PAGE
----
Relationships are tricky; all we have to do is look at today’s divorce rate to know we are in murky waters if we are depending on that relationship for success. Add technology and few long-term commitments and you get vendor/partner relationships in the channel today. While vendors and partners are mutually dependent on each other, in the majority of cases they are completely different entities with different goals and objectives. Having once run a managed services/solutions provider, I have direct experience with this scenario. On the surface, the vendor and the partner seemed to be aligned, but under the hood things were not so smooth.
To me, a piece of the success begins with introspection; the vendor needs to start with a very direct question: Do they really care what the partner thinks? I am in no way a marriage counselor, but this question can also be quite beneficial in a marriage. While at first blush this may come across as harsh, I have looked into the eyes of vendors who are jaded and truly believe the relationship is parent/child at best. And my admitting to once being a partner actually diminished my credibility. Partners tend to have a pretty good detector for that kind of thought process.
To be fair, I also know many partners who swear that vendors swallow their young and are merely biding their time to take the world direct. However, the reality is that like most of the world today, there are both good and bad partners. There will always be weak partners; in fact, the weak will always outnumber the strong; but the good news is that there are unquestionably dynamic, smart partners out there who know their markets, customers, and services exceptionally well. These partners know what it means to work together and are willing to give in order to get. And these partners come in many different sizes and offerings, particularly with the new cloud and managed services crew. My suggestion is to find those types of partners and listen to where they are taking their business and where they can take you. By listening to what they think, perhaps we will see an improvement it the divorce rate, at least in technology.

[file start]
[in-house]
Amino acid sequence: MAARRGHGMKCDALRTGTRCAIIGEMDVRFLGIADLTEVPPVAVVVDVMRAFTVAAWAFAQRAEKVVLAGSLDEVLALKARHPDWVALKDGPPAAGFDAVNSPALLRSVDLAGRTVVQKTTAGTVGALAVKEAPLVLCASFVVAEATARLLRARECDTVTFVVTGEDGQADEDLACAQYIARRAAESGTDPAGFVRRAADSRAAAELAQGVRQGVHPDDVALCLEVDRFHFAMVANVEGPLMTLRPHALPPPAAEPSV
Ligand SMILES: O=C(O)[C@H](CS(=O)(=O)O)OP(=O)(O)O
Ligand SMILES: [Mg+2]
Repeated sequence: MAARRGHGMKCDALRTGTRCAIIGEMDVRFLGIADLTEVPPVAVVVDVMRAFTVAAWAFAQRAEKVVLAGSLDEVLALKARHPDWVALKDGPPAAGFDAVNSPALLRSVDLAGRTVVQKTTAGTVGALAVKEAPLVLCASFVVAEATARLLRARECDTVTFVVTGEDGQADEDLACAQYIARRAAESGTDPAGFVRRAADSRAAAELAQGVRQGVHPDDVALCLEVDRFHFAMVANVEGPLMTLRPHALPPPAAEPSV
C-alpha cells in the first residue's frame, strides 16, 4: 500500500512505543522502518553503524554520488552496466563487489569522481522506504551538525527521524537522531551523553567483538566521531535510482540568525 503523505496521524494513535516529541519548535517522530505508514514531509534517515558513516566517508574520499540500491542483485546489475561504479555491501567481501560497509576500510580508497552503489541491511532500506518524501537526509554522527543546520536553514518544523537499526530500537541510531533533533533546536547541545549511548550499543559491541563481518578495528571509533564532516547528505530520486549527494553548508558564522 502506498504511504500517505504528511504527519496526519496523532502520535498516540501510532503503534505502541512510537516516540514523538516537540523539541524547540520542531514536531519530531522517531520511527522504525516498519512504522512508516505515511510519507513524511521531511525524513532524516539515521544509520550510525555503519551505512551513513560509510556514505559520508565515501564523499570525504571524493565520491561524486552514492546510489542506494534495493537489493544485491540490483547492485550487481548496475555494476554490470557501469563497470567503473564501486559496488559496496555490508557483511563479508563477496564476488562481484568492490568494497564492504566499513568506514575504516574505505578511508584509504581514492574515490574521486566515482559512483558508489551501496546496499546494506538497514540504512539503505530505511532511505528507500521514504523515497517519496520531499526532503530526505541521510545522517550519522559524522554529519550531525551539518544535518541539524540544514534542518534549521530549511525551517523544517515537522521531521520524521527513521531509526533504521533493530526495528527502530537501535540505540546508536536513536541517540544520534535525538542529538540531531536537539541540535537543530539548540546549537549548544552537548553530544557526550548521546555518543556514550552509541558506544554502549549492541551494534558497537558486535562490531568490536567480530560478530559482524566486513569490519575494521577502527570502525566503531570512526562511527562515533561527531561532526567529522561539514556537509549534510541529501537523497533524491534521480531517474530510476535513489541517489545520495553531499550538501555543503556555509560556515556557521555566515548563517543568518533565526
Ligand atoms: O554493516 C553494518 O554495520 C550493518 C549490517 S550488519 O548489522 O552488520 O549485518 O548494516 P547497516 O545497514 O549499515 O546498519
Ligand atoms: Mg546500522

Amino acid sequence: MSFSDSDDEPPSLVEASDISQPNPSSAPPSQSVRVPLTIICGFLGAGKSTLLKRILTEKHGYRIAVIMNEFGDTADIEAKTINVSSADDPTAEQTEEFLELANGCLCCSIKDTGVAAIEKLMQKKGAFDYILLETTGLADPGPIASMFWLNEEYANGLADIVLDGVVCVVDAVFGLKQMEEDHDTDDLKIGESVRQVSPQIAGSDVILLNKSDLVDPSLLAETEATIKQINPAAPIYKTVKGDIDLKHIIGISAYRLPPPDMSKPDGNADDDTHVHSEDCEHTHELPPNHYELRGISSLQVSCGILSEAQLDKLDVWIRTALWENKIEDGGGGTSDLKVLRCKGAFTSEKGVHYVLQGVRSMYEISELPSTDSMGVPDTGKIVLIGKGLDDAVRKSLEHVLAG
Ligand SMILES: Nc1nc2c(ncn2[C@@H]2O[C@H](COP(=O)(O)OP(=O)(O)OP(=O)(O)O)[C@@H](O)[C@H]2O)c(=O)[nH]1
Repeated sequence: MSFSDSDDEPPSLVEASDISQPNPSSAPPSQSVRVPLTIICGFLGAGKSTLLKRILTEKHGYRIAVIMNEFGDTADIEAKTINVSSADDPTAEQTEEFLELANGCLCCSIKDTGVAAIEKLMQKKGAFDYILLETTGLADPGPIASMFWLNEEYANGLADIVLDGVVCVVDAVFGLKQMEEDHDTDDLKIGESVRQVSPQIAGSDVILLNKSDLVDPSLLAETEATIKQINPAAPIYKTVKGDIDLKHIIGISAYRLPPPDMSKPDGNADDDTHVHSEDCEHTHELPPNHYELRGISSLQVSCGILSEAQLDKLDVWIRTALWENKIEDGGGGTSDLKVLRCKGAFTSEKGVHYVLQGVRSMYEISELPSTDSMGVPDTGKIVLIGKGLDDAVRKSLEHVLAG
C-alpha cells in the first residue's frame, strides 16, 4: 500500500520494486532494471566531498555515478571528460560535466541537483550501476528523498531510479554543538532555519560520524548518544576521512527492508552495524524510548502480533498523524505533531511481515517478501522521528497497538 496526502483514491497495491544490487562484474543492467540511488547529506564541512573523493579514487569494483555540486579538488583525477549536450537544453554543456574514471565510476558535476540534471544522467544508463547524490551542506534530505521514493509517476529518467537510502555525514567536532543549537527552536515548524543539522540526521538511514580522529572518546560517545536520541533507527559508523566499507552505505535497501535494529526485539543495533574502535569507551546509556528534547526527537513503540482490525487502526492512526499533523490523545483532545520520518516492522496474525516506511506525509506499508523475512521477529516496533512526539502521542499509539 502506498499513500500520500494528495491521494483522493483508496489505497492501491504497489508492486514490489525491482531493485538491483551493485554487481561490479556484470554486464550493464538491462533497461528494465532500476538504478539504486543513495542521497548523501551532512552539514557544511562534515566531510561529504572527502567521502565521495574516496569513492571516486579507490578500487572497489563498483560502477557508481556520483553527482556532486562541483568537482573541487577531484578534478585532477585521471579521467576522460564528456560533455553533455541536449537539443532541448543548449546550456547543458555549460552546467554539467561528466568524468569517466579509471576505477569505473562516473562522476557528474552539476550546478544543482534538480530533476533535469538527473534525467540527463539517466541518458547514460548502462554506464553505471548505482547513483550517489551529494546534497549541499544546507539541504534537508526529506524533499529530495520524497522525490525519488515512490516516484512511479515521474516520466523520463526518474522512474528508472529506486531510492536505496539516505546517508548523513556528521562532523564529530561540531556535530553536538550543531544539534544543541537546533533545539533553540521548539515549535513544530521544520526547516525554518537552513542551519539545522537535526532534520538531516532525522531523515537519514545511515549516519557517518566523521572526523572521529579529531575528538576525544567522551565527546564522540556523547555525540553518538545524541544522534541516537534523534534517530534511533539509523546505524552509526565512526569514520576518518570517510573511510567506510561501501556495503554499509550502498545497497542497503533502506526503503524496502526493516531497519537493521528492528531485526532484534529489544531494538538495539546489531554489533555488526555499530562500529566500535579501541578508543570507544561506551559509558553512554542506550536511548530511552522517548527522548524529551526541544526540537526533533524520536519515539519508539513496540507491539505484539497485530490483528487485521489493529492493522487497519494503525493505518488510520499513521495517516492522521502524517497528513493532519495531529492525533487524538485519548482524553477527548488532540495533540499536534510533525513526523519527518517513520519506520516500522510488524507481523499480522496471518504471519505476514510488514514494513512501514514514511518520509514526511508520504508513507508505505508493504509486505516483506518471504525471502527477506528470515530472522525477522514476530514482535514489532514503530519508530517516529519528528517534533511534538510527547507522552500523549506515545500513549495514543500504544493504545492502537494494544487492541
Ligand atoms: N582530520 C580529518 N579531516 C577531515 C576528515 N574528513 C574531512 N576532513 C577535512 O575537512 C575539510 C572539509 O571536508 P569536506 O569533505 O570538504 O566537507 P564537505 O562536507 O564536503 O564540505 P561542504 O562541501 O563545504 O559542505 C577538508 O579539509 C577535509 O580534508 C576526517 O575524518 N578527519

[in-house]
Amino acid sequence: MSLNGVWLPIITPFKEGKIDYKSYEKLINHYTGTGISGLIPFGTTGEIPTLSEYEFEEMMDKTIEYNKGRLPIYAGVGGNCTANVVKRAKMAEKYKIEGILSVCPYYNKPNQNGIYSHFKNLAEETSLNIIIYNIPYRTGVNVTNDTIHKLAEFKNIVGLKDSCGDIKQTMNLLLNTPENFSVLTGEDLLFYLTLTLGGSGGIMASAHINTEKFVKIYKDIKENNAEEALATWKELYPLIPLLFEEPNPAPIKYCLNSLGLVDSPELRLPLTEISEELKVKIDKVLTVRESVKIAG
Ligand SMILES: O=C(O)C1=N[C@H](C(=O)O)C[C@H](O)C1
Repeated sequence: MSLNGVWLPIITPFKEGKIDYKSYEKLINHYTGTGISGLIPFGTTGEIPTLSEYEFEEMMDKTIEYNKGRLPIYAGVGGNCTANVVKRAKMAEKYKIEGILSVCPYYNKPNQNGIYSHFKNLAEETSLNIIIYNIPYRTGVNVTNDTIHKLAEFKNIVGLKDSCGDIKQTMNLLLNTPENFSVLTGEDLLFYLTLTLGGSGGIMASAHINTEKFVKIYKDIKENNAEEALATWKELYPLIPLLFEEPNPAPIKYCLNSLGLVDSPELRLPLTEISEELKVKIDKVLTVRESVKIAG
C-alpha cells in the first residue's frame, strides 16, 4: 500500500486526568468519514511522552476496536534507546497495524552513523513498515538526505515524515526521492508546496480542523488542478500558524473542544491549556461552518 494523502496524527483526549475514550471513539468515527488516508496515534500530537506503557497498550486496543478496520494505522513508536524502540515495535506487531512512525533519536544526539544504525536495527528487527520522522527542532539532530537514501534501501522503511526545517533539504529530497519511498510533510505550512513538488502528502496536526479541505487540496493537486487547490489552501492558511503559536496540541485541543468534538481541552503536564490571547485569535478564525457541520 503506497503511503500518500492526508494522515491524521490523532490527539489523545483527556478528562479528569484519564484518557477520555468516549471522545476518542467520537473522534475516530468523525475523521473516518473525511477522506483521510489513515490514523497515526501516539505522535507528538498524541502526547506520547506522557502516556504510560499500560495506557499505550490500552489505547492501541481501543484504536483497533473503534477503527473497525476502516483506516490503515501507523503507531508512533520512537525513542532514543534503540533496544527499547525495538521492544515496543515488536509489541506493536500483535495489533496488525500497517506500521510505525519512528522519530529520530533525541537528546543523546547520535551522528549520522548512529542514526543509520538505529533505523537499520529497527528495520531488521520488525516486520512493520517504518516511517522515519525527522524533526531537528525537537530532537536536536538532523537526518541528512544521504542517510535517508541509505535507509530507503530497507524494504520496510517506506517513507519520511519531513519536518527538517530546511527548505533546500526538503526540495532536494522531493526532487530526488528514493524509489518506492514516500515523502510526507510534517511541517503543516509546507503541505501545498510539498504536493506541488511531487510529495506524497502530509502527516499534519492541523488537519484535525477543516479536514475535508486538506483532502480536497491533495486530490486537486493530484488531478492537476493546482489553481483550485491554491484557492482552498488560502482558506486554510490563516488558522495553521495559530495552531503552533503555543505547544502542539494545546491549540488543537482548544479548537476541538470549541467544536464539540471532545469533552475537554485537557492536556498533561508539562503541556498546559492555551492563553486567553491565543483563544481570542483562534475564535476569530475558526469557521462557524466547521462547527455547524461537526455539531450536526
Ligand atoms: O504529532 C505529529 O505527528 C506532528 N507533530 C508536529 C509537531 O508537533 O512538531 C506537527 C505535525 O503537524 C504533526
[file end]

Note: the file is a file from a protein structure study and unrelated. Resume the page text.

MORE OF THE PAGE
ABOUT THE AUTHOR
Steven Kellam, Vice President of Sales and Marketing at CCI
As a growth specialist, Steven is responsible for CCI’s sales and marketing strategy and vision for today’s goals and objectives as well as positioning the organization for continued, long-term success. Steven has experience in both the VAR space, having run a successful Managed Services IT business, and a background in Manufacturing where he built a channel of over 2,000 partners.